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Physical activity patterns and correlates among adults from a developing country: the Sri Lanka Diabetes and Cardiovascular Study

  • Prasad Katulanda (a1) (a2), Ranil Jayawardana (a1) (a3), Priyanga Ranasinghe (a1) (a4), MH Rezvi Sheriff (a1) and David R Matthews (a2)...

To evaluate patterns of physical activity (PA), the prevalence of physical inactivity and the relationships between PA and sociodemographic, clinical and biochemical parameters among Sri Lankan adults.


Descriptive cross-sectional study.


Nationally representative population-based survey conducted in Sri Lanka.


Data on PA and associated details were obtained from 5000 adults. PA was assessed using the International Physical Activity Questionnaire (short-form). A binary logistic regression analysis was performed using the dichotomous variable ‘health-enhancing PA’ (0 = ‘active’, 1 = ‘inactive’).


Sample size was 4485. Mean age was 46·1 (sd 15·1) years, 39·5 % were males. The mean weekly total MET (metabolic equivalents of task) minutes of PA among the study population was 4703 (sd 4369). Males (5464 (sd 5452)) had a significantly higher weekly total MET minutes than females (4205 (sd 3394); P < 0·001). Rural adults (5175 (sd 4583)) were significantly more active than urban adults (2956 (sd 2847); P < 0·001). Tamils had the highest mean weekly total MET minutes among ethnicities. Those with tertiary education had lowest mean weekly total MET minutes. In all adults 60·0 % were in the ‘highly active’ category, while only 11·0 % were ‘inactive’ (males 14·6 %, females 8·7 %; P < 0·001). Of the ‘highly active’ adults, 85·8 % were residing in rural areas. Results of the binary logistic regression analysis indicated that female gender (OR = 2·1), age >70 years (OR = 3·8), urban living (OR = 2·5), Muslim ethnicity (OR = 2·7), tertiary education (OR = 3·6), obesity (OR = 1·8), diabetes (OR = 1·6), hypertension (OR = 1·2) and metabolic syndrome (OR = 1·3) were all associated with significantly increased odds of being physically ‘inactive’.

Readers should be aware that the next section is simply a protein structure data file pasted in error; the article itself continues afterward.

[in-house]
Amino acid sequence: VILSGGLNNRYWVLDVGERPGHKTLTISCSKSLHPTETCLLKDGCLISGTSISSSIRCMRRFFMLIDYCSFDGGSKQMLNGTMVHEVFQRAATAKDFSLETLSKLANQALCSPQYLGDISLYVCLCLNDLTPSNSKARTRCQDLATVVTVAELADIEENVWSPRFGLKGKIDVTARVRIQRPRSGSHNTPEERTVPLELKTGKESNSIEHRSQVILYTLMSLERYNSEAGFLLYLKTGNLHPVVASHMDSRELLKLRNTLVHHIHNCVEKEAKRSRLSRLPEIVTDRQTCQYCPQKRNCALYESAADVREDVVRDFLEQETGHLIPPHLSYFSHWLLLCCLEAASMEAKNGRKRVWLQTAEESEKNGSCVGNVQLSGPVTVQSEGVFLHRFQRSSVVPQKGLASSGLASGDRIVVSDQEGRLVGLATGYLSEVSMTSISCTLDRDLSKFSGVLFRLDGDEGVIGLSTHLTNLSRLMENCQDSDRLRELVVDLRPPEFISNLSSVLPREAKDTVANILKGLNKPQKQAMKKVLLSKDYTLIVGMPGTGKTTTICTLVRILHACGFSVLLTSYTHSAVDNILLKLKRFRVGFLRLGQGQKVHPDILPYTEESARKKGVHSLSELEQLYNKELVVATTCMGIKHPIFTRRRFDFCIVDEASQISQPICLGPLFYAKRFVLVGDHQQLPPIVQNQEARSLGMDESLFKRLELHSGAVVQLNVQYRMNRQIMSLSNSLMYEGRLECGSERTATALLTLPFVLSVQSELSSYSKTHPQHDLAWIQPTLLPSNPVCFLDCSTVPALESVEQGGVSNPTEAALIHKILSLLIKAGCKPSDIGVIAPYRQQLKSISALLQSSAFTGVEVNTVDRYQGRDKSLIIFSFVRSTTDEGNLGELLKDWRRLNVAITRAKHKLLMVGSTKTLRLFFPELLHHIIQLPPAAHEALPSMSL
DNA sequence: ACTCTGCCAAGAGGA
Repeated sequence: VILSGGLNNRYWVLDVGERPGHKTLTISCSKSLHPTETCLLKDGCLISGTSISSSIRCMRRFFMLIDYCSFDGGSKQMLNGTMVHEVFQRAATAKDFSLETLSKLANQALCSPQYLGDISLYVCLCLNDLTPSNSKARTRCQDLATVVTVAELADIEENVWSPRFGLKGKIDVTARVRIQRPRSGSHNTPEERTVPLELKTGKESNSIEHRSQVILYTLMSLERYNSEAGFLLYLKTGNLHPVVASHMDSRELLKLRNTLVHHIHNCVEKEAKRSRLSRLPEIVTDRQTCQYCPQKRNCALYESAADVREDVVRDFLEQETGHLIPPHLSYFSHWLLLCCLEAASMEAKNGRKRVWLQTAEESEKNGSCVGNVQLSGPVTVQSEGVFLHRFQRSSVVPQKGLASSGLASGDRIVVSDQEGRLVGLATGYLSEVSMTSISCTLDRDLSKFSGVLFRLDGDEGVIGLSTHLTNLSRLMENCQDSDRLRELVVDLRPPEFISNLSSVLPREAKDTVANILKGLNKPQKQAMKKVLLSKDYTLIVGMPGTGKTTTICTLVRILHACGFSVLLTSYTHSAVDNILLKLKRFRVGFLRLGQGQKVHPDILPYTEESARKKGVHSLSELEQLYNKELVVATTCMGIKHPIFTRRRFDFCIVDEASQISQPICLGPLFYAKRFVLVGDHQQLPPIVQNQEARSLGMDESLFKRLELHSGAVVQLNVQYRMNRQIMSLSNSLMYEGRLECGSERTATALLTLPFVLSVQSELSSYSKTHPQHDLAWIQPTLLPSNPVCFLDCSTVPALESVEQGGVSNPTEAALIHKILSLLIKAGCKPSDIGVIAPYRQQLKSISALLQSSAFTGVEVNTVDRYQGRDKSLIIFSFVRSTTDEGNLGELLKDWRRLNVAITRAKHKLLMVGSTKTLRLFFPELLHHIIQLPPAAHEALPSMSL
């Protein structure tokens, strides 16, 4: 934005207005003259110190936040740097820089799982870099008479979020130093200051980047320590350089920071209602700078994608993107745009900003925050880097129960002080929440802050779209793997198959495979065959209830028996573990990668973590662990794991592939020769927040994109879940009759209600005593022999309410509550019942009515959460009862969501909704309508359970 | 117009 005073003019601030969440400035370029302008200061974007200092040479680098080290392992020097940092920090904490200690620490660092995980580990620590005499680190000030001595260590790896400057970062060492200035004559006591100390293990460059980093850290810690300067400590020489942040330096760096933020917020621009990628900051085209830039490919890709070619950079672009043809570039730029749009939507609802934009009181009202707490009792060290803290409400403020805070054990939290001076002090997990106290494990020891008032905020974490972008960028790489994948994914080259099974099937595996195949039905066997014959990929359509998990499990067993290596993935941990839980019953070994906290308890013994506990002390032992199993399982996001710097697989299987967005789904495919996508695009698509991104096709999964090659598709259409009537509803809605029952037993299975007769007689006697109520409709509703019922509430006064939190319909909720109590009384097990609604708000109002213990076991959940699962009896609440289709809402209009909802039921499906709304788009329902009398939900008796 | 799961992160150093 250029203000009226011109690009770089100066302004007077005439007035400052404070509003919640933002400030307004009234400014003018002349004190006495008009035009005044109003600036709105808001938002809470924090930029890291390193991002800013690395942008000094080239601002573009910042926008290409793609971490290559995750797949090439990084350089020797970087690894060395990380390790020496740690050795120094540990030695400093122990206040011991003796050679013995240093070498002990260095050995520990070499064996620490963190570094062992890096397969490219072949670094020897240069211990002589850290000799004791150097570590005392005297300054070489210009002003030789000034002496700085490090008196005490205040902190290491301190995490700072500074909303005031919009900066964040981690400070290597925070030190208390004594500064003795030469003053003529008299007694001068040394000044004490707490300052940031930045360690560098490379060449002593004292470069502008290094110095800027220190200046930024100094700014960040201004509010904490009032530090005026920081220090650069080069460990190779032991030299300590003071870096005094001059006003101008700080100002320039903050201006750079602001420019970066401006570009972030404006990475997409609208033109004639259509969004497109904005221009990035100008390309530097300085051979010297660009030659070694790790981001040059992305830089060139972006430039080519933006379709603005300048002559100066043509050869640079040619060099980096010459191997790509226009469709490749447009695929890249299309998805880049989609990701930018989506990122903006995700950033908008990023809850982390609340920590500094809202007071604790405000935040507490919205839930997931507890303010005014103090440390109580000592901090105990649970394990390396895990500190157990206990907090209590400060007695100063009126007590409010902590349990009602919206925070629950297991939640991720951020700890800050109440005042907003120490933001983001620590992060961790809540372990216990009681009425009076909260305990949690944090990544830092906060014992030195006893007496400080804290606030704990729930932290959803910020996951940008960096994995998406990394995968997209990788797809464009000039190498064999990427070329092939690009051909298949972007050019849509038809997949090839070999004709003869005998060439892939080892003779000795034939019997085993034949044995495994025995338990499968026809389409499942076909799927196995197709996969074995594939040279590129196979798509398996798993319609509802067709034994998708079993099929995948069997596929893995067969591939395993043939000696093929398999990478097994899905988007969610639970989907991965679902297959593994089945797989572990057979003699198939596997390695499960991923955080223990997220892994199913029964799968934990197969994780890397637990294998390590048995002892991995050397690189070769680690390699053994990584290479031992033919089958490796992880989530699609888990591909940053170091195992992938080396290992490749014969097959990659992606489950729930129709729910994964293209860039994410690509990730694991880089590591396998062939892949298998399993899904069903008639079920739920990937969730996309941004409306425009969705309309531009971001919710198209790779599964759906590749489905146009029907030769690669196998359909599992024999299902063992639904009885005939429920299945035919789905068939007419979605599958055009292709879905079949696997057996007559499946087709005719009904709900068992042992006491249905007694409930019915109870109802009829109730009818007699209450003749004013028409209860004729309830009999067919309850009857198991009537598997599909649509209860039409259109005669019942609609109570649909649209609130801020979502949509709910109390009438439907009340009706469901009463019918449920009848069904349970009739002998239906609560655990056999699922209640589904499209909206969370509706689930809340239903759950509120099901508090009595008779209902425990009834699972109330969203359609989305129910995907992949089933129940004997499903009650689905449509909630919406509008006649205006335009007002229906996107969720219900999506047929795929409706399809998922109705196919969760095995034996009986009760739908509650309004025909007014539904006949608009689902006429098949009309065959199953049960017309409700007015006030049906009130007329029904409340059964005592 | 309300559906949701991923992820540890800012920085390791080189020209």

The majority of Sri Lankan adults were ‘highly active’ physically. Female gender, older age, urban living, Muslim ethnicity and tertiary education were all significant predictors of physical inactivity. Physical inactivity was associated with obesity, diabetes, hypertension and metabolic syndrome.

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